Little more than seven weeks after the government published its FiT consultation response and six months after the proposals were first publicised, today is the day the new FiT regime comes into force.
The 20-day pause has been lifted and from this morning installations can once again be accredited, albeit under the reduced rate of 4.39p/kWh.
Having recovered from the initial shock, set new records for deployment in the final quarter of 2015 and had time to take stock, the question is now very much one of how solar can continue in the UK, and not if.
What has become clear is that solar must change and adapt to the new environment. Pitching the technology as a wise financial investment cannot continue with returns of less than 5%. While the reduced rates and deployment caps will undoubtedly lead many installers to either downsize or exit the market altogether, an increasing number appear confident that they will continue to do business.
Models are changing and it’s not just about hitting that magic 4kW figure any longer, it’s about sizing installations to a household’s unique demand profile. Educating consumers on their energy bills – and how to reduce them – is the new sales pitch.
This is even truer when it comes to the commercial rooftop sector which, with COP 21’s momentum driving behind it, could now become the industry the government has hoped it would.
And if the UK market is too tough an environment to do business until costs fall further, a growing number of British businesses are exporting their expertise and growing their offerings in international markets.
Complementary technologies coming onstream will also aid the industry. And it’s not just limited to battery storage either, with a large number of installers training for alternative techs such as LED lighting, smart meters and other energy saving materials.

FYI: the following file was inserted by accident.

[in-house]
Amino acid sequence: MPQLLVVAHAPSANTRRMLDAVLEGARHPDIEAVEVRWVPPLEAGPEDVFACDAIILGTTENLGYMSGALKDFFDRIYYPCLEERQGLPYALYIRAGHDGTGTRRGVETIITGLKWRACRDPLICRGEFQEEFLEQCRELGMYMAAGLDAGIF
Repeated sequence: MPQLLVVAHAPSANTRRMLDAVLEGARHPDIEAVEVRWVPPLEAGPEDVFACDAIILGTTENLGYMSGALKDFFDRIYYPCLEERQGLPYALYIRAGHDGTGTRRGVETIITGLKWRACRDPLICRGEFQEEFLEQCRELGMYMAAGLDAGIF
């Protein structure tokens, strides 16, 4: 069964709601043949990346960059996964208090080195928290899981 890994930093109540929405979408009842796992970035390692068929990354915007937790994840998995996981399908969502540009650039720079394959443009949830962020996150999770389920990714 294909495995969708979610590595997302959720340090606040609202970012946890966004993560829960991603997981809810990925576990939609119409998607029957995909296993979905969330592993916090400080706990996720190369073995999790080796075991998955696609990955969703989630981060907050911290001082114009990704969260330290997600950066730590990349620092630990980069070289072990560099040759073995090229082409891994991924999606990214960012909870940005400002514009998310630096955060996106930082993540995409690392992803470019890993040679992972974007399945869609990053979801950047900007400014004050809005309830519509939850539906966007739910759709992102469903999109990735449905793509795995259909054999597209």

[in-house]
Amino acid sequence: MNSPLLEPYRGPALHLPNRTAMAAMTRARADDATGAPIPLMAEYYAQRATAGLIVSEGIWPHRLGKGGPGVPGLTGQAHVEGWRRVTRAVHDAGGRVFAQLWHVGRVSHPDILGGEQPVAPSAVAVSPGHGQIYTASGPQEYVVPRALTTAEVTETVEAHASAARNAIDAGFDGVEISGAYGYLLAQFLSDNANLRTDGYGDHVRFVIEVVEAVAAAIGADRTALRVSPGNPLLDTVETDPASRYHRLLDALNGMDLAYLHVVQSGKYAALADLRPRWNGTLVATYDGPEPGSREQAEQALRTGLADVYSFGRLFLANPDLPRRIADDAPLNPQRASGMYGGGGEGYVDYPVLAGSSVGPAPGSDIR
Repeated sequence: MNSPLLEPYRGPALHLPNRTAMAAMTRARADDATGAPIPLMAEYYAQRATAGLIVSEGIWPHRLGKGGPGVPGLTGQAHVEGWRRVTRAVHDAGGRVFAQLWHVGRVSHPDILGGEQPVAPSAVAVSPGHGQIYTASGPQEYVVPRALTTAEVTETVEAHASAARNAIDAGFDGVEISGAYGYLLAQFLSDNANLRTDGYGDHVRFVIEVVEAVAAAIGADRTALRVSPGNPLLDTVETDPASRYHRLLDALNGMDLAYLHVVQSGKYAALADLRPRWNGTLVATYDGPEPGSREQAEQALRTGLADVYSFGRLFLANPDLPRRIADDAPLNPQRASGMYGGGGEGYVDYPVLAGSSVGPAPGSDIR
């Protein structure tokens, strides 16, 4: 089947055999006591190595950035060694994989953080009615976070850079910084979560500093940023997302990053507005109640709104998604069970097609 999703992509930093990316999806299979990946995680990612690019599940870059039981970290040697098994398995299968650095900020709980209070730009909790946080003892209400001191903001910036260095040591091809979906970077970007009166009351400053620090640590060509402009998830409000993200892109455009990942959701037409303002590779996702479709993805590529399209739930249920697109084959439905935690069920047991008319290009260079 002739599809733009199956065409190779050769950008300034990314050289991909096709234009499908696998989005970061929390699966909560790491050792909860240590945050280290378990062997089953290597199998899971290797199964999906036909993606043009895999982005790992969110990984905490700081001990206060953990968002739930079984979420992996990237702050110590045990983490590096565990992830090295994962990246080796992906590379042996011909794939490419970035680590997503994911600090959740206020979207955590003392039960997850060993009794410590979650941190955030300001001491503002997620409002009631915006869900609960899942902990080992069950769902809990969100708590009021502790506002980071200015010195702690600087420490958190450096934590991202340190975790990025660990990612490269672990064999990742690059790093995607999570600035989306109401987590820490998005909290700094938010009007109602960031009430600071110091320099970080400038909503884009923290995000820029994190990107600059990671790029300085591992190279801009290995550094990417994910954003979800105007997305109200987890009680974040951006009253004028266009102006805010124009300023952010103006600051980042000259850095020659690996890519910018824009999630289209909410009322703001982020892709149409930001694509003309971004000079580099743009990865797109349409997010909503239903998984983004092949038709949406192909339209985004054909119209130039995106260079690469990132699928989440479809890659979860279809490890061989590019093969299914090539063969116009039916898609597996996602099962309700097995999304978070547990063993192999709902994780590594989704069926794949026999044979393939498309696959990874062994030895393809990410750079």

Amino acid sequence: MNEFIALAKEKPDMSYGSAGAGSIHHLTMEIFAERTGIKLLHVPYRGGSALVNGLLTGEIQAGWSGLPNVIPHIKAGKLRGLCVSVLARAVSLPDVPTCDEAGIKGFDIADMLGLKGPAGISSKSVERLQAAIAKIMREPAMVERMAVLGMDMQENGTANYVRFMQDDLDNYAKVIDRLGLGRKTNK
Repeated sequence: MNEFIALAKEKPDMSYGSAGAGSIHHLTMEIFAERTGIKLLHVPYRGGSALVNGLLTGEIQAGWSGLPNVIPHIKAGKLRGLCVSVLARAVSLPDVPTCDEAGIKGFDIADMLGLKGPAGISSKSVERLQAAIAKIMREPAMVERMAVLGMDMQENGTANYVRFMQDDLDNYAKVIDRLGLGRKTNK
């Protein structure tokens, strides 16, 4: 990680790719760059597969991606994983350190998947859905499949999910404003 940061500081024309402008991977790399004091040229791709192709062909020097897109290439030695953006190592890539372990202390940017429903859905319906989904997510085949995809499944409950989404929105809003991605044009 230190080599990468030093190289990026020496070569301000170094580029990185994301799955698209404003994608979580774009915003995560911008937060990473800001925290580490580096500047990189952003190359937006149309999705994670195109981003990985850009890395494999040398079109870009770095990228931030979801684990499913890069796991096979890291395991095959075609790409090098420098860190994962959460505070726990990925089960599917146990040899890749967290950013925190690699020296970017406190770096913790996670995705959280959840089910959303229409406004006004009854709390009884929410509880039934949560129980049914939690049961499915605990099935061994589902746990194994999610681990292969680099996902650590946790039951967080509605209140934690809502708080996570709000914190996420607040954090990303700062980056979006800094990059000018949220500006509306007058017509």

Last week, Solar Media’s Solar Finance and Investment conference heard that PV was far from finished. Lightsource CEO Nick Boyle said solar was now ready to compete with fossil fuels and a panel of industry executives pointed towards the potential for storage and PPAs to keep the UK solar sector moving forward.
And today we are launching our new trending topic on Solar Power Portal, collating all the stories, commentary and insight into how solar can continue to do business and thrive in the UK.
The Solar Power Portal Roadshows, which return in March and April, have also been reworked to not just comment on UK solar as it stands, but also educate and inform of the opportunities that remain and connect you, the installer, with commercial and public sector end users who still have a big appetite for solar.
The government’s extensive cuts and restrictive new regime have certainly created a bump in the road, but it has become clear that there is no reason UK solar cannot continue on its path. The industry has only been truly active for five years and has already overcome similar hurdles.
Chancellor George Osborne might have done his level-headed best at stopping solar in its tracks, but he only seems to have created the new UK solar in its place.